21: NOHTH POLE NAT. explaining to the Esquimaux that they were to wait for him and see what might have caused it, Frank :;uddenly seized him and his comrades if expedient. by the hand and said, in a tE-rribly excited whisper: Eight hours after the launching of the boats Nat sat in "Look there! There are other discoverers upon this land the stem sheets of the forward craft, steering, while Frank, besides ourselves! wrapped in his greatcoat, was fast asleep, Job seeming ready Nat's s udden halt caused Chucks to start, and this made to follow his example. him slip, when, in attempting to r esain hi::; balance, he lust The other boat was not far b e hind, Tom steering and the comp a ss, and it went rolling down the rocks, shattered Chucks pulling occasionally, more for the sake of keeping to pieces awake than of doing any patticula r good by rowing Nat look e d and saw that Frank was right, that there were When Frank and Job awoke, the y were surprised to find other explorers upon these ro cky shores b esides themselves. the boats in an open sea. Three boats were seen floating in a li t tle cov e about half a The boats made a good five knots, the breeze being just mile off, and a party of men were l a nding,. or had already :::ight for craft of their size to send along in, al}d Nat's heart done so. fairly danced as he thought of the glorious victory almost "We're first here anyhow," sai d Bob B y jinks, gimme achie'{ed, the prize almost won, the battle nearly finished that gl a ss ;" a nd he took the t e le sc op e from Job' s hand, s aying, J after a long look : Job took an observation upon the second d a y of their em-barking fairly on the Polar Sea, and both he and Nat made their position out as in north l a titude 88 d e grees and 30 min utes, or within one-and-one-half degrees of the Pole itself. Soon after the record had be e n made, Chucks, who had all along until recently been noted a s a discoverer, suddenly startled everybody by jumping up, putting his telescope to his eye, and after a pause, shouting out: "Land, ho!" The others gazed intently toward the point indicated, and Job, takingl the glass said with an air of conviction: He's right; there is land, and plenty of it. CHAPTER XXI. ON LAN D O NC E l\IOR E Nat ran the Stars and Stripes up to the top of the mast, and all hands gave a rousing che e r a s the be a utiful emblem fluttered for the first time o ver thi.s unknown s ea. As the land came nearer i t w as seen to consist of black rocks, with here and there a p a tch of snow ice and an occa sional peak or mound high e r than t h e surrounding coa st. At last they sighted a little c ove whi c h the y made for The boats shot into the litile h arbor, the sail wer e furled the oars drawn in, and the little an chor or gra pnel thrown out, and then our hero sprang from t he bow of his boat into the shallow water, and rushing upon the rocks, waved the starry banner proudly and shouted in a loud. voi c e : "In the name of the United States' of Ameri c a I take pos session of the Polar Continen t, a nd de clare it to b e government territory, now and for eve r!" When all had landed, the w e r e drawn up close to the rocks and a portion of the provisions one keg of water, an extra coat or so, and the quadrant, were taken out. Then the little crafts which had brought the daring ex plorers to this solitary place were allowed to drift to the end of their warps, so that there should be no danger of their canvas sides scraping upon the sharp rocks. The return voyage must be made, and, therefore, it was ab solutely essential that no harm should come to the bOats, for they could not be replaced. The party next advanced into the interior, if it could be so called, coming before long to the mouth of a lal"ge cave whence flowed a wide and noisy stream of ice-cold water. They next mounted up to the top of what looked like a large mound surrounded by rocks. "I say," said Chucks, taking out a pocket compass, "what direction would you say this land was in?" "South." "If we're on the Pole it's all south," he answered, with a laugh; "how can it be 1anything else? Look at this needle, will you, it wants to stand on its head." As Nat stepped toward Chucks to observe the phenomenon "It's Cartwright and his gang as sure as I'm a sinner.'' "I knew it! said Nat. I felt that we should meet again." "Let us leave thi'S pla c e b e fore they obs e r v e u s said Frank, and at his sugg e stion they c limb e d dow n the ro cks, and thus pursue d t h eir e xplor a tion s unsee n b y the e n emy. An hour or so afterwards they s udd en l y e m e i g e d from a kind of rocky pass upon an l e dg e or pl a teau whence a good y i e w of the sea c ould be qbt aine d and h e r e they came face to fac e with C artwright, L e wis J o n es, Rudd, and half a doz e n E s quimaux. "So-ho you h av e go t here, h ave y ou ?" s aid t h e m a te, with a snee1. 1 thought to g e t here-first but your boats s ail b e ter than mine though they are not so s trong. He said those last words. with su c h an empha sis that Nat was convinced that he meant to do s om e d amage to their boats and he d etermin e d to go to them a t once. Saying to the othe rs, h e took F rank's hand, and turning around retraced his steps, follow e d by Job and his friends Half an hour later they reached the cove where the boats had been left. To their horror the y discover e d that a long gash had been mad e in the canvas bottom of one of them with a knife, and tha t the wate r had already half filled it. "Whoever done this cowardly act," said N a t passionately, "had better look to heaven for protection for as I live I will kill him at the first chance As h e spoke the boat found e red t aking with it provisions, water, t h e onl y othe r qu adra n t t h ey posses sed and other things of inestimable value in su c h a pl ace. "May the will of God be done," murmured Nat, as he burled his face in his hands, Frank trying vainly to comfort him. CHAPTER XXII. THE P UNIS H llf E N T OF T R E ACHERY. Nat succeeded in c omposing himself afte r a while, and then said calmly: "What has happened cannot be helped now, so let us not complain. It is nearly noon, and I think we had better go to yonder light and take an observation. The ascertaining of our true position is now the one thing of importance Leaving Tom to guard the other boat and give an alarm in case any attempt was made to destroy it, Nat proceeded in the direction of the light he had pointed out, followed by his comrades The distance was greater than h e supposed, and when they halted upon the crest of a pil e of black rocks, from which an almost uninterupted view of the sea and this newly found continent could be obtained they were pretty well tired out. They sat down and rested for some time, chatting gayly the while, and never alluding to the dark side of the picture.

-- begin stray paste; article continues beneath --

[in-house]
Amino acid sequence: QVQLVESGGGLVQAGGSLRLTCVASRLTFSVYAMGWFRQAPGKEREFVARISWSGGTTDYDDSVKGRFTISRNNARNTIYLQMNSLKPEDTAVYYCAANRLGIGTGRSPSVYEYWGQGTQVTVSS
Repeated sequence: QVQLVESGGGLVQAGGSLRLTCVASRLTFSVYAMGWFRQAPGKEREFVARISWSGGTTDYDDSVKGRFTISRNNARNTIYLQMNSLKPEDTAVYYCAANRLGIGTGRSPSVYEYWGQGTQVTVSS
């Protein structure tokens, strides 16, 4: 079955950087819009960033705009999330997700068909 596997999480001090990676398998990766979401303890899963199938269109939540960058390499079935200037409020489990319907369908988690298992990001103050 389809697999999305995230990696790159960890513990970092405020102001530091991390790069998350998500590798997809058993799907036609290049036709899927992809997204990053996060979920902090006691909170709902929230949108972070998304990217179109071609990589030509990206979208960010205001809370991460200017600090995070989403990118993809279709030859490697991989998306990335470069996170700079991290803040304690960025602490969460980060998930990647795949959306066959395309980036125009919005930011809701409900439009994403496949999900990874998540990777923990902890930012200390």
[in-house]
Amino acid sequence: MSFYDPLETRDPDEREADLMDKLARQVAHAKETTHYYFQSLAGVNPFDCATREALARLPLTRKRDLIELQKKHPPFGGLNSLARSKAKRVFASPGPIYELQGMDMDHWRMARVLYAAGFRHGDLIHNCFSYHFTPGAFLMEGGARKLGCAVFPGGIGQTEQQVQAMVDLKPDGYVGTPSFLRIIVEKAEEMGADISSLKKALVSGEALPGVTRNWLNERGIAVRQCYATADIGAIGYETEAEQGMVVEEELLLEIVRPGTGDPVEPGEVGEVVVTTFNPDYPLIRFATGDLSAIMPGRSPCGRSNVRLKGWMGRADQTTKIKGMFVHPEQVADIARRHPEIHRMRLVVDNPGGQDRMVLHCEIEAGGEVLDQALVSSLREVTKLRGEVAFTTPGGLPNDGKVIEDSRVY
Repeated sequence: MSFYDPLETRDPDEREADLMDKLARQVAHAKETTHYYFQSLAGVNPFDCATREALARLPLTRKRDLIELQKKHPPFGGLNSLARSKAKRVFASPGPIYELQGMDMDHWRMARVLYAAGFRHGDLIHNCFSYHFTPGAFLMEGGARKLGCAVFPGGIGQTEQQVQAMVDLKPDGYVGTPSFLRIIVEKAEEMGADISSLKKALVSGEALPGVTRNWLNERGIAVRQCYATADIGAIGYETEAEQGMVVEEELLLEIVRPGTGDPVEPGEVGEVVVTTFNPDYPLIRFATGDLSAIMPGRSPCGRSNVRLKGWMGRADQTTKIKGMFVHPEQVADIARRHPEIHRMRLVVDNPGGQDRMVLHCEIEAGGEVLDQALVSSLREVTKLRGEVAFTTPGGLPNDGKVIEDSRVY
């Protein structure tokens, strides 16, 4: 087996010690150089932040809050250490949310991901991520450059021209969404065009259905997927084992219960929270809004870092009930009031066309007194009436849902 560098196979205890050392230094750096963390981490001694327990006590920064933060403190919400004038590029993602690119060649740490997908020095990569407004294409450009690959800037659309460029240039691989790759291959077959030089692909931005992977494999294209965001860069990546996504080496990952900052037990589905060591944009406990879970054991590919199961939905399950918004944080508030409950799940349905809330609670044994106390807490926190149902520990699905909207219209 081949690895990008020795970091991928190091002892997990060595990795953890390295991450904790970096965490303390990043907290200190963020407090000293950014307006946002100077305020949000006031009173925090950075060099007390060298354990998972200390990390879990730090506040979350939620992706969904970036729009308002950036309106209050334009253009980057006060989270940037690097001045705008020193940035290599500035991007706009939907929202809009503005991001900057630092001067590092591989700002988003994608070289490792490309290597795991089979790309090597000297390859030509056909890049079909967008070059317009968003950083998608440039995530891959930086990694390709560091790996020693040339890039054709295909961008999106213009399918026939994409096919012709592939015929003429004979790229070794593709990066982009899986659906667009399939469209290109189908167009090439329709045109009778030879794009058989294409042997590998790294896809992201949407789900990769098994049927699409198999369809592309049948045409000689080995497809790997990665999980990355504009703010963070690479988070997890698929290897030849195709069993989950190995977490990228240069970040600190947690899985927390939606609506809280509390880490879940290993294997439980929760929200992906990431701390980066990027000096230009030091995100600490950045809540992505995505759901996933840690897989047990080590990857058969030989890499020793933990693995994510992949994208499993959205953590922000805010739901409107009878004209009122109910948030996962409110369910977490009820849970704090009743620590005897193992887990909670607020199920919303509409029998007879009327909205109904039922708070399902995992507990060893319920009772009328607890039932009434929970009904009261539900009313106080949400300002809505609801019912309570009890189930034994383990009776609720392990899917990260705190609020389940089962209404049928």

NORTH POLE NAT. At last Nat arose and called to Job to bring him the quadrant traitor Lewis, his slight frame being no match for the stal as he w a s ready to take an observation and determine their wart shipkeeper. true position. Nat saw the lad fall upon the sharp rocks, and then beheld After adjusting the instrument and fixing the different Lewis detach a heavy mass from the rough boulders near sights in their prop e r position, Nat held it firmly to his eye him, and raise it over Frank' s head and beg a n his work. Though the distance was considerable, Nat cleared it in an When he had marke d upon the dial at his side the correct incredibly short space of time and dealt the monster a ring figures h e b e gan to work out the problem, saying excitedly: ing blow upon the head jus t as he was about to throw the "By jov e if this isn' t the North Pole itself, then I'm out. heavy mass upon the unconscious boy at his feet. Let me s ee, and he rapidly worked the sum out in his head, Coward!" cried Nat, enraged, leave this place at once, or crying at last: I will not answer for 'your safety!" "Yes, sir, it' s just nine--" Th e stone fell from the man's hands, but not upon Frank, A strange sound broke the stillness of that desolate place. and Lewis stunned and dazed by the blow, staggered from the The sound w a s the report of a pistol. spot as if drunk. The bullet struc k the instrument and knocked it, shattered, Get out of here, you miserable cur!" cried Naat, and with from Nat's hands, whence, falling down the jagged rocks, it another kick he sent the scoundrel reeling down the steep was literally broken to pieces. path. "There is but one man who would do such a fiendish act! Then he turned to Frank, the boy's pale face and bated Ah, there he is at this very moment, endeavoring to escape! breath giving him the greatest alarm. Upon him, my men and punish him as he deserves!" ex-With frenzied excitement he loosened the lad' s coat in order claimed Nat to expose his throat and allow a chance for the blood to Cartwright was s een dashing down the slope, followed by circulate. Jones, L e wis, and the rest, and Nat at once gave chase. As he pulled open the boy's inner jacket and unloosed the Chucks threw up his big gun to his shoulder, having precollar of his shirt he suddenly uttered a cry of surprise. viously put in a bomb, and a thundering report followed The boy Frank was no boy at all, but a woman! The swift m essenge r of d eath flew straight to its mark, and At that instant Frank opened his eyes, and, seeing Nat, bad not the tre a c h erous mate slipped as he ran, and fallen to blushed like a rose. the ground, the missile would have caused his death. It passed over his head, however and strikinya rock, ex ploded, injuring Lewis seriously And hurting the others some what, the flying particles striking them in tb.eir faces. Bob Carter was just ahead of Chucks when he discharged the gun, and seeing that the slrot had failed seized the weapon I and loaded it with the last bomb that the jolly oarsman pos sessed. Then be strode rapidly forward, moving in an oblique angle to the direction taken by Nat and his companions. Cartwright had himself left his party, and they were about to scatte r when Job came up with Jones and struck him to the earth with his fis t "Who cut our boat?" demanded Job of Jones. "I don't know." '"You lie! said the harpooner, seizing him by the throat and lshaking him. "You did it yourself. Take that!" A stunning kick sent the man flying down the rocks in a most undignified h e ap while a yell as he reached the bottom, gave evidence of his bodily pain. Suddenly a tremendous report was heard, and then a cry of agony so terrible that everyone was forced from very fear to hold his breath. Nat and Job sprang forward and as they reached the rocks around which Bob had disappeared they saw a terrible sight. The bod y of Cartwright, literally torn to pieces lay upon the rocks whil e close a t band Bob Carter was engaged in a desperate struggle with Dick Rudd and two or three Esqui maux. Dick Rudd bad a t that moment succeed e d in breaking down Bob's gu a rd and rushing in, h a d c lin c hed with him, the gleam of a sava ge-l o oking knife being momentarily seen. They w e r e near t h e e dge of a precipice, and before Nat could com e to the a ssi s tance of the sailor, both he and his enemy h a d plunged h e adlong down the awful abyss still clinging to eac h othe r with a deathly grasp. A wild shrie k a ros e upon the startled air as they left the edge of the prec ipice, and Nat's heart stood stin at the sound He h a d heard more than that fearful cry, for blended with it had come an appeal for help in the well-known tones of Frank Trafton. Nat turned a nd saw the lad struggling fiercely with the "Fear not, Frank," said Nat, hastily, "your secret is safe.'" "You have saved my life, said the other, turning to Nat a,nd taking his "You will still call me Frank?" "Yes." "And not ask for story yet?" "Not until you wish it." "When he I called father is no more, I will tell you all, and reveal another secret which I have tried, and almost in vain, to conceal." "The man is already beyond our reach." "Dead?" "Yes. .Then turni}\g to the others: "Let us haste away from this place," said Nat, "tolj my mind is not at ease, and I know not what may happen. We can have no nautical instruments but one compass, and only on8 frail craft to bear us four away." "But the Pole? said Job gravely So they once more went aboard the boats and sailed away. "The Pole is there, said the young hero, "and I am confident tha t I h a ve found it, but, alas! I have no proof to offer In support of my beli e f and should I d e clare to the world that I have accomplished .this hitherto impossible feat, I should only receiv e th e world s d e rision for my trouble. Farewell, bright dream; in the future you may return, but now, fare well. Through storm and tempest, sunshine and calm, the wanderers were wafted ov e r the o cea n till one day, when their provi sions and water h a d giv e n out for many hours, their sails torn and soil ed, t h eir boat badly leaking and threat ening to sink, they knew n o t how soon, the ever jovial Chucks espied a sail. A Norwegian wh a lem a n wa s out in his boats chasing whales, and the returne d explorer s were soon taken aboard the Bjorn and caled for with all the t e ndern ess that sailors know how t 'o show to distres se d mariners. * * * Nat and Frank stood upon the deck of an American vessel, returning liome to the beloved land they bad not seen in one whole year and more, and which at one time they thought they would never behold again Job and Chucks are upon the same vessel, but they are